Rubrics

The contents of this page are available for download in the links below:

Sample “fill in the blanks” rubric ideas in text and chart form plus examples of both types. 

Please find below some very simple rubrics that you can use and that will give your department a place to start if needed.  You can expand these as needed, add outcomes for more nuanced analysis, and change DLOs accordingly. The examples included here vary in complexity so that you have a range of ideas.

1. For a DLO about engaging with core ideas in the field

  1. Can identify [core topics / ideas / works]
  2. Can summarize [core topics / ideas / works]
  3. Can offer [critiques / contrasts / etc.] of [core topics / ideas / works]
 

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For a DLO about engaging with core ideas in the field

Can identify [core topics / ideas / works]

Can summarize [core topics / ideas / works]

Can offer [critiques / contrasts / etc.] of [core topics / ideas / works]

For example, a very basic rubric might be:

Scoring Guide for Subject Matter Expertise

Accomplished

A comprehensive grasp of the subject matter is demonstrated included, but not limited to, an in-depth understand of the relevant concepts, theories, and issues related to the topic.

Competent

A thorough grasp of the subject matter is demonstrated

Developing

A basic grasp of the subject matter is demonstrated

2. For a DLO about using methods appropriate to the field

  1. Can identify the key elements in [method]
  2. Can use [method] to answer questions about [topic]
  3. Can use [method] to answer questions about [topic] and explain their methodological choices
 

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For a DLO about using methods appropriate to the field

Can identify the key elements in [method]

Can use [method] to answer questions about [topic]

Can use [method] to answer questions about [topic] and explain their methodological choices

For instance, you might use something like this (with the appropriate discipline – this one does have multiple points of evaluation – you may want to break that down into different DLOs):

Scoring Guide for Statistical Methods

Accomplished

Accurately identifies (or extracts) information presented in formats appropriate to Mathematical, Statistical,or Computational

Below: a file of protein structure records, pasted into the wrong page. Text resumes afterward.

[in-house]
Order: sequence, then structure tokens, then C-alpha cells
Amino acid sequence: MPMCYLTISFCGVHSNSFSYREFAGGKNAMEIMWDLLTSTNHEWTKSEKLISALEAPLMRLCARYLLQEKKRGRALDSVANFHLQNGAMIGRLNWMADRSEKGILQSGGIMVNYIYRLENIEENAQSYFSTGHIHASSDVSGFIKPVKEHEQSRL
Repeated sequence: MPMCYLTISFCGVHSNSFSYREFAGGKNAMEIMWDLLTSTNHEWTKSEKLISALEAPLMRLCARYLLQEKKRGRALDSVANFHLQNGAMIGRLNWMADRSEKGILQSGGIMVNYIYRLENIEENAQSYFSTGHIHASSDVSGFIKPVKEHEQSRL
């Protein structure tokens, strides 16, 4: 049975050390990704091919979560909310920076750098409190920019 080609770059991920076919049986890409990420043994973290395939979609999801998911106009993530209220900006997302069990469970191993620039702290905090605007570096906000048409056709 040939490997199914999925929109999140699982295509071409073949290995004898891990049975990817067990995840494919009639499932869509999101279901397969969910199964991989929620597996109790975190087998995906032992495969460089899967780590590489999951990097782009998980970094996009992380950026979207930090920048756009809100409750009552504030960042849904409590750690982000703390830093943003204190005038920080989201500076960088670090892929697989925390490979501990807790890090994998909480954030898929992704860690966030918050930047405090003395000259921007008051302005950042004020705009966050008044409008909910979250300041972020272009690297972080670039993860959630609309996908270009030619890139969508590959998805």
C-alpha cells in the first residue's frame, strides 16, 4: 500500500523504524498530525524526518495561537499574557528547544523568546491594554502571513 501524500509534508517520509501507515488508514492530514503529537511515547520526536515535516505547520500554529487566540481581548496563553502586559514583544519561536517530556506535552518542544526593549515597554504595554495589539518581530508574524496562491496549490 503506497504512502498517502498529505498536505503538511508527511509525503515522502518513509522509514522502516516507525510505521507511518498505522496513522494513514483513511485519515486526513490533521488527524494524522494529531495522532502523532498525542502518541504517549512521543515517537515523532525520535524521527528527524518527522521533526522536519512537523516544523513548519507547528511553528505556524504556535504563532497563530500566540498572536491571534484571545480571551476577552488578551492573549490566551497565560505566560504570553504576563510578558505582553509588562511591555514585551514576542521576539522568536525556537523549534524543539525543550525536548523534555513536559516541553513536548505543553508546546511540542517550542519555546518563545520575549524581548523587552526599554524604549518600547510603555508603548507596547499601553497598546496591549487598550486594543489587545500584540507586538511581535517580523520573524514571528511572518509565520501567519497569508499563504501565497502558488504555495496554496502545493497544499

discipline that is relevant to the  problem and determines an appropriate strategy that can be used to solve the problem.  Makes competent judgments, drawing reasonable and appropriately qualified conclusions for this work and explains the steps used to arrive at the conclusions using terminology appropriate to the discipline.

Competent

Shows only a partial understanding of information presented in formats appropriate to Mathematical, Statistical, or Computational discipline and provides an explanation of a strategy that is incomplete.  Draws plausible conclusions, which may be inaccurate and explains most of the steps taken using terminology that is somewhat appropriate for the discipline.

Developing

Draws incorrect conclusions about information presented in formats appropriate to Mathematical, Statistical, or Computational discipline and is unable to identify an strategy to solve the problem.  Methods attempted are both unsuccessful and not comprehensive and conclusions.  Attempts to explain the steps taken in the process, but is not thorough and uses inappropriate terminology for the discipline.

3. For a DLO about communicating effectively

  1. Can express a position about [topic]
  2. Can express a position about [topic] and summarize ideas from the literature
  3. Can use existing literature to support their position on [topic]
 

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For a DLO about communicating effectively

Can express a position about [topic]

Can express a position about [topic] and summarize ideas from the literature

Can use existing literature to support their position on [topic]

For instance, a slightly more complex rubric for Oral Communications might look like this:

Scoring Guide for Oral Communications

Accomplished

Presentation is clear, logical, and organized.  Listener can follow line of reasoning. Speaker provides accurate and complete explanations of key concepts and theories, drawing on relevant literature.  Sentences are complete and grammatical.  Words are well chosen; they express the intended meaning precisely. Both oral language and body language are free from bias.

 

Competent